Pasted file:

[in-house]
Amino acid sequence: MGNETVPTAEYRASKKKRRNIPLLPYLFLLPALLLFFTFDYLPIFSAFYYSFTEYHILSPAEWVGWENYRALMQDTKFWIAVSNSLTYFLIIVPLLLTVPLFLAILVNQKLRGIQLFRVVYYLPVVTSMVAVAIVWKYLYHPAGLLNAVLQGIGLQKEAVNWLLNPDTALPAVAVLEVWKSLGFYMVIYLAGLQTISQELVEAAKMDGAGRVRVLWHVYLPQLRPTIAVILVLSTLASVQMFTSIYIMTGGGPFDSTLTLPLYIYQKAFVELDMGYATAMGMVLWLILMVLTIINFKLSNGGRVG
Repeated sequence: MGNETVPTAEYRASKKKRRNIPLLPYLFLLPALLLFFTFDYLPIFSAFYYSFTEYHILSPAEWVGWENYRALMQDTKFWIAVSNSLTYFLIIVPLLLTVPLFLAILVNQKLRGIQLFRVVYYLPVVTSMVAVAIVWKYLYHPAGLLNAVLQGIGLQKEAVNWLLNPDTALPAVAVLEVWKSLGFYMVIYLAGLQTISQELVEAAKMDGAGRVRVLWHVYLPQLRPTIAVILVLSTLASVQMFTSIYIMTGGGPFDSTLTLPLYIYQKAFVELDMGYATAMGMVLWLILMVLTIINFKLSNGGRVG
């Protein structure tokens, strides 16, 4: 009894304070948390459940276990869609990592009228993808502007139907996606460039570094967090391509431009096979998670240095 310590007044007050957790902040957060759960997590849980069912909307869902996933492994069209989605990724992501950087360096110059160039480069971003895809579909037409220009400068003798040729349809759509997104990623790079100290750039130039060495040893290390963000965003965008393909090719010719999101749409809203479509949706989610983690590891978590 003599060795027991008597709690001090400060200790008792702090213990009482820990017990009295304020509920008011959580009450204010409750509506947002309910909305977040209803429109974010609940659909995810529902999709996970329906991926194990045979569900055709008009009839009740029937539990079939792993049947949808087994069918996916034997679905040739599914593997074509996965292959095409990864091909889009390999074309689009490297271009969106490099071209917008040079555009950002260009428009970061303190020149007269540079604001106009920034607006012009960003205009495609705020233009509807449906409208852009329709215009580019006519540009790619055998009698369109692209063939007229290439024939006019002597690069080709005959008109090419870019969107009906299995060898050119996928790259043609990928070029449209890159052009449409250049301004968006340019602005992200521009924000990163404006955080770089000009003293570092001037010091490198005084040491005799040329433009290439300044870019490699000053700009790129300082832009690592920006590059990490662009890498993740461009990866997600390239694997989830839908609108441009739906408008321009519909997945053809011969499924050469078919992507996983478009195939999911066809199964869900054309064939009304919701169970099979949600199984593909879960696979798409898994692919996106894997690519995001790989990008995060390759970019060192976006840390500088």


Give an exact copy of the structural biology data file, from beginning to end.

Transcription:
[in-house]
Amino acid sequence: MGNETVPTAEYRASKKKRRNIPLLPYLFLLPALLLFFTFDYLPIFSAFYYSFTEYHILSPAEWVGWENYRALMQDTKFWIAVSNSLTYFLIIVPLLLTVPLFLAILVNQKLRGIQLFRVVYYLPVVTSMVAVAIVWKYLYHPAGLLNAVLQGIGLQKEAVNWLLNPDTALPAVAVLEVWKSLGFYMVIYLAGLQTISQELVEAAKMDGAGRVRVLWHVYLPQLRPTIAVILVLSTLASVQMFTSIYIMTGGGPFDSTLTLPLYIYQKAFVELDMGYATAMGMVLWLILMVLTIINFKLSNGGRVG
Repeated sequence: MGNETVPTAEYRASKKKRRNIPLLPYLFLLPALLLFFTFDYLPIFSAFYYSFTEYHILSPAEWVGWENYRALMQDTKFWIAVSNSLTYFLIIVPLLLTVPLFLAILVNQKLRGIQLFRVVYYLPVVTSMVAVAIVWKYLYHPAGLLNAVLQGIGLQKEAVNWLLNPDTALPAVAVLEVWKSLGFYMVIYLAGLQTISQELVEAAKMDGAGRVRVLWHVYLPQLRPTIAVILVLSTLASVQMFTSIYIMTGGGPFDSTLTLPLYIYQKAFVELDMGYATAMGMVLWLILMVLTIINFKLSNGGRVG
């Protein structure tokens, strides 16, 4: 009894304070948390459940276990869609990592009228993808502007139907996606460039570094967090391509431009096979998670240095 310590007044007050957790902040957060759960997590849980069912909307869902996933492994069209989605990724992501950087360096110059160039480069971003895809579909037409220009400068003798040729349809759509997104990623790079100290750039130039060495040893290390963000965003965008393909090719010719999101749409809203479509949706989610983690590891978590 003599060795027991008597709690001090400060200790008792702090213990009482820990017990009295304020509920008011959580009450204010409750509506947002309910909305977040209803429109974010609940659909995810529902999709996970329906991926194990045979569900055709008009009839009740029937539990079939792993049947949808087994069918996916034997679905040739599914593997074509996965292959095409990864091909889009390999074309689009490297271009969106490099071209917008040079555009950002260009428009970061303190020149007269540079604001106009920034607006012009960003205009495609705020233009509807449906409208852009329709215009580019006519540009790619055998009698369109692209063939007229290439024939006019002597690069080709005959008109090419870019969107009906299995060898050119996928790259043609990928070029449209890159052009449409250049301004968006340019602005992200521009924000990163404006955080770089000009003293570092001037010091490198005084040491005799040329433009290439300044870019490699000053700009790129300082832009690592920006590059990490662009890498993740461009990866997600390239694997989830839908609108441009739906408008321009519909997945053809011969499924050469078919992507996983478009195939999911066809199964869900054309064939009304919701169970099979949600199984593909879960696979798409898994692919996106894997690519995001790989990008995060390759970019060192976006840390500088």